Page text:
Money laundering risks in capital markets have been a focus for regulators since capital markets were identified by the UK government as posing a high money laundering risk in its 2017 national risk assessment. Wholesale banking has, more generally, been an area of focus by regulators across the globe in AML-related enforcement action in recent years.

Following the publication of the national risk assessment, the UK's Financial Conduct Authority (FCA) conducted diagnostic work to better understand how capital markets are used for money laundering. The FCA has now published its thematic review on understanding the money laundering risks in capital markets.

The thematic review identified a lack of knowledge of AML risks by firms operating in capital markets and a lack of understanding of obligations under the Proceeds of Crime Act 2002, leading to under filing of suspicious activity reports (SARs).

The FCA’s report sets out seven examples of typologies of money laundering in capital markets and identifies some of the key risk areas and red flags. This guidance will be useful to firms in enhancing internal training for front-line and financial crime teams, informing internal AML risk assessments and enhancing transaction monitoring systems.

Fraud typologies and red flags in capital markets

The FCA identified a lack of adequate training as being an issue in some firms, including a lack of understanding as to how money laundering could manifest itself in capital markets. Money laundering problems in capital markets are often as much the product of a culture where AML is regarded as a compliance rather than business responsibility as they are the product of systems problems.

In order to assist firms, the FCA’s report explains seven money laundering typologies particular to capital markets, explaining how each of the typologies operates and the risk areas and red flags in each.

The FCA identified the following points as being potential indicators of financial crime:

  • the remote booking of trades between group entities;
  • pre-arranged trading where the customer has already agreed the trade with a specified counterparty;
  • instructions from or involvement of third parties;
  • ‘free of payment’ asset transfers, such as from an account held by a customer with a broker in a high risk jurisdiction to an account held by the same customer with a broker in a low risk jurisdiction;
  • non-standard settlement arrangements (in the context of the customer’s usual settlement instructions), such as instructing delivery of a security to an account held with a third party broker;
  • trading strategies which appear to be uneconomic or irrational; and
  • unusual trading patterns, such as:
    • counterparty concentration where a customer trades disproportionately with the same counterparties;
    • unusual win/loss rates or flat/neutralising activity; and
    • no trading on an account followed by cash withdrawal.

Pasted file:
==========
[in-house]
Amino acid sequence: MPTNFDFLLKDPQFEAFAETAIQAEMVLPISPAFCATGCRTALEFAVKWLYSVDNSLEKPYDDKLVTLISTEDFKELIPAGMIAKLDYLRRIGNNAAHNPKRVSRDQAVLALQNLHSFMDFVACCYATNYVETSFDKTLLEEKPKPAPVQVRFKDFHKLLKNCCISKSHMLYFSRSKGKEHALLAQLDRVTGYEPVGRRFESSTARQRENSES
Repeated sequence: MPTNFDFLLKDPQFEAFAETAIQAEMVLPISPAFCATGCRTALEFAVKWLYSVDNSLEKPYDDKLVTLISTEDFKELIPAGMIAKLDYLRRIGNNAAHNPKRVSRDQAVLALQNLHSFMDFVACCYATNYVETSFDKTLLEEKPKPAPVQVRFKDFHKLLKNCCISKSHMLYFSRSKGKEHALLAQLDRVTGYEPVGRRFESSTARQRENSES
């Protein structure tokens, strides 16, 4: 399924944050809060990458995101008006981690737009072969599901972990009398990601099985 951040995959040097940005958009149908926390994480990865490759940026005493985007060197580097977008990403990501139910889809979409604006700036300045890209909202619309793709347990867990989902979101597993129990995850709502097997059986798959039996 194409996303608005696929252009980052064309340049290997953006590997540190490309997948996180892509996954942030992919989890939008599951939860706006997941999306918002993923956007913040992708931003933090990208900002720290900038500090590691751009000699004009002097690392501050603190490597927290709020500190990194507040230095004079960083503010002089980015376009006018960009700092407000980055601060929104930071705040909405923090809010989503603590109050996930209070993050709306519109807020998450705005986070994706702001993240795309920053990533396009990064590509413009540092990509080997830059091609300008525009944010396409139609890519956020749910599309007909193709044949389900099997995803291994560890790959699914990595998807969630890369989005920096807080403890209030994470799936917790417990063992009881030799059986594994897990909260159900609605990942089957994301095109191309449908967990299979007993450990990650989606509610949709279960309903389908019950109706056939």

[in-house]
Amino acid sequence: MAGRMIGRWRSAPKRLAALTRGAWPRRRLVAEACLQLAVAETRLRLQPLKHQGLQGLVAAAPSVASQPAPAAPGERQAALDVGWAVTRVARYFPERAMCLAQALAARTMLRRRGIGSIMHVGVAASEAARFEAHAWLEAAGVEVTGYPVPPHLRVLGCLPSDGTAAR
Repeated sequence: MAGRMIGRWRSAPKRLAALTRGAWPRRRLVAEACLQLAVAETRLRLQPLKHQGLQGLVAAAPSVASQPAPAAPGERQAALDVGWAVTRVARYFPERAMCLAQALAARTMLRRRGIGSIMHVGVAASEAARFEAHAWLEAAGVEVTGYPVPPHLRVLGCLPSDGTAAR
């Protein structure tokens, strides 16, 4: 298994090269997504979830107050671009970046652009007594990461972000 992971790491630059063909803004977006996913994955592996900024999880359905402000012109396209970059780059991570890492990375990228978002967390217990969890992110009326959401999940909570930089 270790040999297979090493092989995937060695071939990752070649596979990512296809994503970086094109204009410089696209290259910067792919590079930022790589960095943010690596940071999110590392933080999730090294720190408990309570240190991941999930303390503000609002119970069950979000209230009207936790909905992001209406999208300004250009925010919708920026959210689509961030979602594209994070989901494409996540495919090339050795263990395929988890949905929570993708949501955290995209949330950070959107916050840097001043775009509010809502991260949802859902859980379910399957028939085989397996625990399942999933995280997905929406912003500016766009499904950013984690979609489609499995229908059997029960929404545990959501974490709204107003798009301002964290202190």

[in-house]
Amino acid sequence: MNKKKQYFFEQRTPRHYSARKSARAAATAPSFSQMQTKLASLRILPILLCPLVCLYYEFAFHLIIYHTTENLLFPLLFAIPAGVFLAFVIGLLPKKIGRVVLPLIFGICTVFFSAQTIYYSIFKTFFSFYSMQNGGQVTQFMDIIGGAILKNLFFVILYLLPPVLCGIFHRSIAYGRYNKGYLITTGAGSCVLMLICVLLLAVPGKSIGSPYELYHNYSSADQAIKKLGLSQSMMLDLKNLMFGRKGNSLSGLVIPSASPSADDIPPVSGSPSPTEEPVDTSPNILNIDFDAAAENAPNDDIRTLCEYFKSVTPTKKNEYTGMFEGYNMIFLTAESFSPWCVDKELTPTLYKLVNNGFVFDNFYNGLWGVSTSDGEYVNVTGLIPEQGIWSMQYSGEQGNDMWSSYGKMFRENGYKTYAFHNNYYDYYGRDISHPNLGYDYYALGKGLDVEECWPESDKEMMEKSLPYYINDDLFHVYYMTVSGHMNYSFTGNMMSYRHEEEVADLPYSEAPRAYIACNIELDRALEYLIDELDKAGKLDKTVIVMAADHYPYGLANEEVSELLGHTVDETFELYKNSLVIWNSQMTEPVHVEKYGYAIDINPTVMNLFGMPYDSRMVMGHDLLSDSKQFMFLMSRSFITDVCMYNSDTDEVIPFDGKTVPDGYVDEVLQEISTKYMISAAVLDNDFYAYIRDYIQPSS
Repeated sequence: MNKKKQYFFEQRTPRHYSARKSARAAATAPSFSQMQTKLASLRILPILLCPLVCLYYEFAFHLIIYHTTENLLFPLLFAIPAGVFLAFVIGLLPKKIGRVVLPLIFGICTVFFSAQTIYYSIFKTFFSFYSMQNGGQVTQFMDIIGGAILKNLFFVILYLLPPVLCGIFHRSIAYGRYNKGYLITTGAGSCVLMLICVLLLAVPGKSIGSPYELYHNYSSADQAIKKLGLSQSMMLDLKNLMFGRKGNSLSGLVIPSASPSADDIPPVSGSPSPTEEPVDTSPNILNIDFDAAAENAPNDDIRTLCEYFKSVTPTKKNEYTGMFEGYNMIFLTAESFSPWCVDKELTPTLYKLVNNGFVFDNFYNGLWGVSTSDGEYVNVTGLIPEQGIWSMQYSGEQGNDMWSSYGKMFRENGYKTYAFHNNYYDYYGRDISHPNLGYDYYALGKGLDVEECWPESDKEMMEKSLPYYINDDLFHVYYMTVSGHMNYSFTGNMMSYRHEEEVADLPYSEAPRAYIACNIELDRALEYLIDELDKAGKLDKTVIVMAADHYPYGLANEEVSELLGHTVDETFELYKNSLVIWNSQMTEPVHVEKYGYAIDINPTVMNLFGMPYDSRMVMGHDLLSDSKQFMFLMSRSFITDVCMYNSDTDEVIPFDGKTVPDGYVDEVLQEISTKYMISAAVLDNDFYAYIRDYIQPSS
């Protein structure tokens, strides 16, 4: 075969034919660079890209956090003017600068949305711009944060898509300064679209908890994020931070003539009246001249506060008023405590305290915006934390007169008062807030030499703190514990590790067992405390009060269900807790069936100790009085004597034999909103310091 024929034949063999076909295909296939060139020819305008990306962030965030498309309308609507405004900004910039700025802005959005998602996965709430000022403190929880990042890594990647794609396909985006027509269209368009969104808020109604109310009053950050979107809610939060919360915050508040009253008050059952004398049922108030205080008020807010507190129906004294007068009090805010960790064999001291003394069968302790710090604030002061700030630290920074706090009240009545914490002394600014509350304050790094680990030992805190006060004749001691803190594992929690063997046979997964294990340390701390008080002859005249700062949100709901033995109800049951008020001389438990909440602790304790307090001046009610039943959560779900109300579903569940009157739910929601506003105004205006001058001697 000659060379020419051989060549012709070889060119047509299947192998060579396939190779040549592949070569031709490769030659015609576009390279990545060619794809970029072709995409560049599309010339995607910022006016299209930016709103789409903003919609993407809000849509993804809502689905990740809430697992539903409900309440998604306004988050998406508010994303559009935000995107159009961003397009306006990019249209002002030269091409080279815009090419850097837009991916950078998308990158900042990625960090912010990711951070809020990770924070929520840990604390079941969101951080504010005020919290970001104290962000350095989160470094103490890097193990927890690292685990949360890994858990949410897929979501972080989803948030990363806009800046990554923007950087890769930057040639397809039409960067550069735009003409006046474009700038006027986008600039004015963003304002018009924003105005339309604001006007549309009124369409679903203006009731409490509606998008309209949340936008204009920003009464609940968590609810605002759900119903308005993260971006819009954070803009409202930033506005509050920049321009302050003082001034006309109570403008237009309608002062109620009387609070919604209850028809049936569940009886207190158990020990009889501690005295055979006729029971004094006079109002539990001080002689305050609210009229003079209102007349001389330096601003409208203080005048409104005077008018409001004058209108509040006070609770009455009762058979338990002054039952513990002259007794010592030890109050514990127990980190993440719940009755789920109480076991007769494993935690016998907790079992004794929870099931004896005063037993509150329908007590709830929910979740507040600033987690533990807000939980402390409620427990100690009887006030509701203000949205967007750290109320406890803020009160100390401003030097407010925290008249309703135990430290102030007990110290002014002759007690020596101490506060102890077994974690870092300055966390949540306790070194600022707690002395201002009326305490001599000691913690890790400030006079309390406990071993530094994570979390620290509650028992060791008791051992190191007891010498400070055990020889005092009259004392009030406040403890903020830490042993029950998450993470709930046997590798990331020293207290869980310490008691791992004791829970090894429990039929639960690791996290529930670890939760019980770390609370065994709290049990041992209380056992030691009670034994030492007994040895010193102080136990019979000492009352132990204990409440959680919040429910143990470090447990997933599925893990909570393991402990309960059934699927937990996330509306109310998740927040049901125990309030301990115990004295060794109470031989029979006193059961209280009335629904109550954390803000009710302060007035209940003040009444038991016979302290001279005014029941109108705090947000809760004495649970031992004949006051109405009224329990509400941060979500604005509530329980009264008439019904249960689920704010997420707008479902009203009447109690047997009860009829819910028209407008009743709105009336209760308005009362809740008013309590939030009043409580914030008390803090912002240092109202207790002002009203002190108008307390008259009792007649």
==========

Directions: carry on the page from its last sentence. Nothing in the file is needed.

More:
Under reporting of capital market SARs

Whilst the FCA identified that firms understood the importance of detecting insider dealing or market manipulation, some firms failed to spot that such conduct may also be indicative of money laundering.

Siloed market abuse surveillance and AML teams was seen as putting firms at particular risk of failing to consider the full spectrum of risk and leading to inconsistent or inadequate steps being taken in response to threats.

In some cases, firms have been failing to comply with their legal obligations to file SARs to the National Crime Agency, risking criminal exposure. The low volume of SAR filing has been attributed to:

  • lack of awareness of typologies of money laundering in capital markets;
  • insufficient knowledge or capability to detect suspicious activity;
  • believing money laundering is occurring elsewhere in the market or trading chain and that the firm is not required to file a SAR;
  • failing to consider whether market abuse also gives rise to a suspicion of money laundering;
  • believing that obligations are fully satisfied by filing suspicious transaction and order reports (STORs) to the FCA; and
  • believing that it is not necessary to file a SAR where there is a suspicious attempted transaction which does not proceed.

Firms are recommended to ensure their market abuse and AML teams are coordinated and that when filing a STOR consideration is given as to whether a SAR should also be filed. If not, the rationale for concluding a SAR should not be filed should be clearly documented.

Focus of future enforcement activity

Following the completion of the FCA’s diagnostic work, and given the failings identified and attention of Government, we anticipate that the FCA will be actively seeking to initiate enforcement activity in capital markets and firms operating in this area should anticipate increased regulatory attention.